Becker Vineyard's Winemaking
The Becker Vineyard offers a wide variety of wines including award-winning fume blanc, chardonnay, viognier, provencal, merlot, claret, cabernet sauvignon, zinfandel, cabernet-syrah, gewurztraminer, reisling, muscat and port.
Richard explains what appears to be a random approach to winemaking. "Nobody knows yet what kind of wine is the best to make in Texas. We've done a lot of experimentation here. We've planted all five kinds of red Bordeaux grapes. If I could find one or two grapes that are absolutely superior here, that's all I would grow. But you can only find them by growing the grapes and making the wine so that's what we're doing. It's not like you can just look it up in a book. There's not that much history for this part of the world."
Becker Vineyards Winery
464 Becker Farms Rd
Winery Open Daily
Tasting Room Hours
Last pour 30 minutes prior to close.
Becker takes a classically French approach to winemaking. "A good wine should be the best it can be. There are a lot of ways to cut corners in winemaking. Generally speaking, the more money you spend on winemaking, the better the wine is going to be. It also means there's going to be less profit. We don't cut any corners. We do everything we can to make the wine the best it can be. We use very French production methods. We've even done barrel testing. We've found that our white wines do better in French barrels but our reds do better in American barrels."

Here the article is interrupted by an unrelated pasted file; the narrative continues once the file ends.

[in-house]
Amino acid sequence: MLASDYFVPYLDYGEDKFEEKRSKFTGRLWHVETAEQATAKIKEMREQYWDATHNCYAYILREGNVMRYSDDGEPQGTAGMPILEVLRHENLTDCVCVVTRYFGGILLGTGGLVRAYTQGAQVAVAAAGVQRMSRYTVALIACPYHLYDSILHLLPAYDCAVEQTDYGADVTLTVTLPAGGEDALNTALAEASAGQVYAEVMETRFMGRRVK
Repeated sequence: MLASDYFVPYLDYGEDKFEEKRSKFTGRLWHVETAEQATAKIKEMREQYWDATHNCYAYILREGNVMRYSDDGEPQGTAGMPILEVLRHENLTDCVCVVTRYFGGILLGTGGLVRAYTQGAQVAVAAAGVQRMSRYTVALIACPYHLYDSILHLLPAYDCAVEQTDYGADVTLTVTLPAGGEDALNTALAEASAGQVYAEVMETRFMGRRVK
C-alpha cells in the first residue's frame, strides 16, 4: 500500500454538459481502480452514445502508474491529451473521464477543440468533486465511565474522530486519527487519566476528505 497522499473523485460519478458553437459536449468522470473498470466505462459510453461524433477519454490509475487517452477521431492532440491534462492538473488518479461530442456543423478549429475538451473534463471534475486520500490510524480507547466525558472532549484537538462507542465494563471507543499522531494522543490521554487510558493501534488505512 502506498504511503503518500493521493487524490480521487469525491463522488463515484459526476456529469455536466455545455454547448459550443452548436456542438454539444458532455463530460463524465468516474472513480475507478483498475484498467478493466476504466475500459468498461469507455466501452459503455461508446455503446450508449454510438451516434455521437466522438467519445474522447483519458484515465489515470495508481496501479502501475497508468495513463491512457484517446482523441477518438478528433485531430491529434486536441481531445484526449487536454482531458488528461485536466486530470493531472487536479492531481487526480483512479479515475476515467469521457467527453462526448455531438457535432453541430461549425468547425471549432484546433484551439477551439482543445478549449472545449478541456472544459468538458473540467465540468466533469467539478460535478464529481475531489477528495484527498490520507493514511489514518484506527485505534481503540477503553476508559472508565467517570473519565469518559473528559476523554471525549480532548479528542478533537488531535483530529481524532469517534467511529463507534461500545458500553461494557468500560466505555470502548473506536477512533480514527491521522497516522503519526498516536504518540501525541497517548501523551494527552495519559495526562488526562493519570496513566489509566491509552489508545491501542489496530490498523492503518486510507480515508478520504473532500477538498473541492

Becker produced its first wine in 1995 with a modest 1,500 cases. Today, with 46 acres of grapes in Stonewall and another 50 acres in Ballinger, 200 miles north, the winery is at capacity with 35,000 cases a year; a level Richard is satisfied with. "I don't want to get much bigger," he says. "We've sold out every year and we've increased production every year and we're still selling out. We've stepped up to what I consider pretty dizzying heights for a small winery and we're going to run out again this year. I'm not interested in growing anymore. This way we can still know all the barrels and all the tanks. Getting much bigger than this means computerizing and that's not something I'm interested in doing."
The future of the Becker Vineyards lies not in quantity but in quality. "We're trying to make our wines better every year. We've learned a lot. We're not perfect but I'm sure happy about the direction we're going in.
"Right now we're making the best wine we've ever made. 2004 was a slightly difficult year agriculturally. 2005 looks like it's going to be an outstanding year. We haven't harvested the grapes yet but I think they're going to be spectacular. We'll know in a couple of years."
Richard's opinion is easy to confirm. Just check the White House menu.
- One cup pecan halves
- Half cup sugar
- Quarter cup Vintage Port
To serve: Munch like popcorn, crumble on ice cream, add to green salad, use to top chocolate or cheesecake, crumble and sprinkle onto warmed brie wedge.